In Miller (No 2), the Supreme Court held that article 9 is intended to protect freedom of speech and debate in the Houses and their committees and the right of the Houses to manage their own affairs without external interference. While prorogation may take place within the House of Lords, the Court noted that it is not a decision of the House or something upon which Members can speak or vote. It considered that the Commissioners were not acting in their parliamentary capacity, but instead were acting in an executive capacity ‘carrying out the Queen’s bidding’. Prorogation, the Court held, does not form part of the core business of Parliament, but rather terminates that business.
What other actions might be affected by the UK Supreme Court’s reasoning? Dissolution (outside the UK in places where it remains a prerogative power) would also be an executive act imposed on Parliament from outside and not protected by art. 9 from being questioned or impeached. But a dissolution, whether for political advantage or not, supports rather than frustrates the constitutional principles of representative and responsible government, because it gives the people the opportunity to determine the composition of Parliament and thus the Government. It is the effect of the dissolution, not the purpose, that matters.
An exception might arise when immediately after an election has been held, the incumbent Prime Minister fails to win a majority and seeks another election rather than letting an alternative government be formed. In such a case, the request for a dissolution might legitimately be rejected (see the example of Tasmania in 1989 where the Governor indicated he would reject such advice if given) unless no government could be formed. Post Miller (No 2), it might also be challenged in a court as unlawful because its effect is to frustrate representative government by failing to give effect to the initial election.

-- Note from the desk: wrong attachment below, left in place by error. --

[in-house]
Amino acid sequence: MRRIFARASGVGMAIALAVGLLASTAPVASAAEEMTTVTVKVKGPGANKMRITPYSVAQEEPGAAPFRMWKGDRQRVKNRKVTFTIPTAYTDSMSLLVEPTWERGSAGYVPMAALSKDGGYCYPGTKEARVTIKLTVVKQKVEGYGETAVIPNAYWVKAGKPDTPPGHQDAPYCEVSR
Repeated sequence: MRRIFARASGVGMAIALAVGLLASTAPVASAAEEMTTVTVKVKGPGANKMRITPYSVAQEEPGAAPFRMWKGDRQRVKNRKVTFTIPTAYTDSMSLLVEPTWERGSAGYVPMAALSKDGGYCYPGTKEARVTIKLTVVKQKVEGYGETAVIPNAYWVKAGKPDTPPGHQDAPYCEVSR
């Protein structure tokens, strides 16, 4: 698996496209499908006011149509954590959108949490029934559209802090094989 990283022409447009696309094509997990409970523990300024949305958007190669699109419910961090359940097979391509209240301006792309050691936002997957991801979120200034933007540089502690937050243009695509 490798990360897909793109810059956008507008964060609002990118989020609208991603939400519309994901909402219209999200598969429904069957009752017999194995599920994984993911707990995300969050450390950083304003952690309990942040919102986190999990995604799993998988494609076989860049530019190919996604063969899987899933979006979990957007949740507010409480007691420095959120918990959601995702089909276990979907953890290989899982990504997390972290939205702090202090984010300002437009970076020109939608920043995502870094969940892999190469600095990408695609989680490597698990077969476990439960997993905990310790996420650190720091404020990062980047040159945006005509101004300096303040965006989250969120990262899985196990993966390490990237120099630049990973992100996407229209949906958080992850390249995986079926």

The more difficult question concerns royal assent to bills. What if a bill were passed by both Houses against the Government’s will and ministers advised the Queen to refuse assent? Would that advice be ‘unlawful’ because it frustrated the ability of Parliament to fulfil its legislative functions?
On the above reasoning, royal assent, although announced in the Houses, is not itself a parliamentary proceeding protected by art. 9. It may nonetheless be argued that the Queen gives royal assent as a constituent part of Parliament, acting on the advice of the two Houses, rather than ministers. While ministers may legitimately advise the Queen to defer assent or not to assent to a bill when some error in it, unknown at the time of its passage, is later identified, this is because they may be assumed to represent a majority of the House of Commons. But if ministers have lost that majority support with respect to a particular bill, and have been defeated in both Houses in relation to its passage, there is a good argument that the Queen should not act upon advice to refuse assent to it. On the basis of Miller (No 2), it might now be argued that such advice would be unlawful and therefore ineffective.
In the past, it was the ‘veiled sceptre’ of regal or vice-regal reserve power to reject government advice that deterred governments from constitutionally inappropriate behaviour. As that power is gradually withdrawn from the Queen in the United Kingdom (eg by the Fixed-term Parliaments Act 2011), it seems that the courts are filling the vacuum in providing the source of deterrent. But as long as the deterrent is effective and governments behave in accordance with constitutional principle, there should be no need for the Queen or the courts to act.
Anne Twomey is a Professor of Constitutional Law at the University of Sydney